While the community worshipped a replica, the stolen statue was purchased at Sotheby’s by David T. Owsley, a prominent collector of antiquities and long-time patron of the Dallas Art Museum. The sculpture first appeared in public in late 1993, during a special exhibition put on to display Owsley’s collections (East Meets West: Sculpture from the David T. Owsley Collection) and, presumably, court him to become a donor. It worked. In 2003, Owsley pledged to leave his personal collection of South Asian art to the museum, and the majority of his intended gifts went on display in newly opened dedicated galleries.

Photograph of the exhibition East Meets West: Sculpture from the David T. Owsley Collection December 18, 1993–June 19, 1994, held at the Dallas Museum of Art (image courtesy Dallas Museum of Art, via University of North Texas Libraries, The Portal to Texas History)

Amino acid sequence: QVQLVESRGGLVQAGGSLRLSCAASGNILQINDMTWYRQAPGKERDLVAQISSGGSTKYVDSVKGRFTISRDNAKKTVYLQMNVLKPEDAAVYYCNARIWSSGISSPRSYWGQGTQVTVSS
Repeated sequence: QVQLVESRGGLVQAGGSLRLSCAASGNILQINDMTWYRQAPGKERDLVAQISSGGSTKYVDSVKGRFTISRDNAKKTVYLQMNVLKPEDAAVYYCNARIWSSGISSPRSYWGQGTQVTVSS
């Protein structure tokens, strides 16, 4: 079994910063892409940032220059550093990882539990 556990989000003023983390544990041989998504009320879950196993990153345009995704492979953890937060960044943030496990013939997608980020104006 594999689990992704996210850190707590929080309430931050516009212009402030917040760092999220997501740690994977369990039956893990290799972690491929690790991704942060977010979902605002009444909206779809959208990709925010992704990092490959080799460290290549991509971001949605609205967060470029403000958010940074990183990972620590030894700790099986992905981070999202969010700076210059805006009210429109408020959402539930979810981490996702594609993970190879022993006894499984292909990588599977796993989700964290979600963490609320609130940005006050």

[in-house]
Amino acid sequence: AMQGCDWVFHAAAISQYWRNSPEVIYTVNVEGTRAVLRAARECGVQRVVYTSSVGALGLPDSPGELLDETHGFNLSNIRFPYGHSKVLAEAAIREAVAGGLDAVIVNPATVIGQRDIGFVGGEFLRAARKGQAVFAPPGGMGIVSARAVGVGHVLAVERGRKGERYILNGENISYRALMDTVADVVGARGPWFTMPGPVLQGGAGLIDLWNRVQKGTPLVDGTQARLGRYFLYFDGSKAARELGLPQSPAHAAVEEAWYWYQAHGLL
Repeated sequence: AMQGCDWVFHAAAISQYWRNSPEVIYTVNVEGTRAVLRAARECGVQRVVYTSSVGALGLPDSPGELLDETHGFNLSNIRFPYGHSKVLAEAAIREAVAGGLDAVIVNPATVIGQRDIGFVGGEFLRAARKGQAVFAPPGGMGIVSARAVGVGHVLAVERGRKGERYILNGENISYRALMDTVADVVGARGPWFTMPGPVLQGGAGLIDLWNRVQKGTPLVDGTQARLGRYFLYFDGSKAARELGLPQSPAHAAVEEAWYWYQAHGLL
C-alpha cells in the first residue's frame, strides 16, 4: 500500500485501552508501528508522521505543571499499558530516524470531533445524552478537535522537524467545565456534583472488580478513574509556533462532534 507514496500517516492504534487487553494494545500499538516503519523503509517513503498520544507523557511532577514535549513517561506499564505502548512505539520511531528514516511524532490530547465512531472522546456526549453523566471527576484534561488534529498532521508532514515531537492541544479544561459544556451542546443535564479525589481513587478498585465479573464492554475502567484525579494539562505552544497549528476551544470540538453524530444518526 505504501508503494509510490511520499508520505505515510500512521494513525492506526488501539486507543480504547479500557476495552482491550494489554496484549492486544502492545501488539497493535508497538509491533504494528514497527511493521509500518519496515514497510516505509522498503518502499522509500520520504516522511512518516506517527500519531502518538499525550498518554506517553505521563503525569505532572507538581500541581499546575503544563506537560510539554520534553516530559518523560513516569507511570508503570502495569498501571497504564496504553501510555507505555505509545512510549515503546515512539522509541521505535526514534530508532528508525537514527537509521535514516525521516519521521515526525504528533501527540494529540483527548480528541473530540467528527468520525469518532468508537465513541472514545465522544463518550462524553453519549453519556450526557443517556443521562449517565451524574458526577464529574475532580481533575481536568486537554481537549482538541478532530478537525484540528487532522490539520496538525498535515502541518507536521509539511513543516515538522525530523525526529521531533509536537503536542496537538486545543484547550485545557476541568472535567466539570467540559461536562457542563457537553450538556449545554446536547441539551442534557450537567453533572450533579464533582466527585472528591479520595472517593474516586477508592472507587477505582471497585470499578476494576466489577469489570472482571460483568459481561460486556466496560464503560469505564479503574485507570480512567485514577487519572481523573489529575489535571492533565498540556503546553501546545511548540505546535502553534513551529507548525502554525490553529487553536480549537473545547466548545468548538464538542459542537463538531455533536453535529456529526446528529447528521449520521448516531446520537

But if you were looking for the Lakshmi-Narayana statue, you wouldn’t have been able to find it unless you wandered into the museum yourself. Images of the statue were not published until the Museum put out a catalog (The Arts of India, Southeast Asia, and the Himalayas at the Dallas Museum of Art) in 2013. The entry for the Lakshmi-Narayana statue describes its iconography — with the deities combined in a single body — as so rare as to be unknown outside the Kathmandu Valley.